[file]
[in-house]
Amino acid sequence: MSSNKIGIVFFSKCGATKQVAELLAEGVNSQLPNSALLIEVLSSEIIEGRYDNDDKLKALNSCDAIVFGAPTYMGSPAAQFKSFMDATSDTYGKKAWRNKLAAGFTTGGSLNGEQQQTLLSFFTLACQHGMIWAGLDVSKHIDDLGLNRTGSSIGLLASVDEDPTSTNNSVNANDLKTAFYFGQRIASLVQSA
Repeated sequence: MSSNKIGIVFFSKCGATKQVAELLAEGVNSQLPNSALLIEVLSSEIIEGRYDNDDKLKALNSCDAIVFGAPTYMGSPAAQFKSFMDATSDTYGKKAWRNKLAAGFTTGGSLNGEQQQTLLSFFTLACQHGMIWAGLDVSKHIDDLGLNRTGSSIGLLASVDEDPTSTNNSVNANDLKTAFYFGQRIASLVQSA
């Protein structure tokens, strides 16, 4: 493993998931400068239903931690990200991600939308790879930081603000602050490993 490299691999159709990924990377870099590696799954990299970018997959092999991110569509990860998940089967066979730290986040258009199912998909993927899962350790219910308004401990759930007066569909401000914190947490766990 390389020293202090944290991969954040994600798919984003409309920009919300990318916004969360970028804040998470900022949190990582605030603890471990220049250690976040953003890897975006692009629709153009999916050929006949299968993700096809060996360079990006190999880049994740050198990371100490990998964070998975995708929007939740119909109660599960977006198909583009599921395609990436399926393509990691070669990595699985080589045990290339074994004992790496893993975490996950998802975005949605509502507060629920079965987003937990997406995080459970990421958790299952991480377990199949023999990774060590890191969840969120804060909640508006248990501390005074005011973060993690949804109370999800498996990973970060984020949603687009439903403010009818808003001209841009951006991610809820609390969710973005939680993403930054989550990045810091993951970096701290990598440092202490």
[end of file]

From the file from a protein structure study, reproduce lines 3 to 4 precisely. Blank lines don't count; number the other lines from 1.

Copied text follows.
Repeated sequence: MSSNKIGIVFFSKCGATKQVAELLAEGVNSQLPNSALLIEVLSSEIIEGRYDNDDKLKALNSCDAIVFGAPTYMGSPAAQFKSFMDATSDTYGKKAWRNKLAAGFTTGGSLNGEQQQTLLSFFTLACQHGMIWAGLDVSKHIDDLGLNRTGSSIGLLASVDEDPTSTNNSVNANDLKTAFYFGQRIASLVQSA
């Protein structure tokens, strides 16, 4: 493993998931400068239903931690990200991600939308790879930081603000602050490993 490299691999159709990924990377870099590696799954990299970018997959092999991110569509990860998940089967066979730290986040258009199912998909993927899962350790219910308004401990759930007066569909401000914190947490766990 390389020293202090944290991969954040994600798919984003409309920009919300990318916004969360970028804040998470900022949190990582605030603890471990220049250690976040953003890897975006692009629709153009999916050929006949299968993700096809060996360079990006190999880049994740050198990371100490990998964070998975995708929007939740119909109660599960977006198909583009599921395609990436399926393509990691070669990595699985080589045990290339074994004992790496893993975490996950998802975005949605509502507060629920079965987003937990997406995080459970990421958790299952991480377990199949023999990774060590890191969840969120804060909640508006248990501390005074005011973060993690949804109370999800498996990973970060984020949603687009439903403010009818808003001209841009951006991610809820609390969710973005939680993403930054989550990045810091993951970096701290990598440092202490």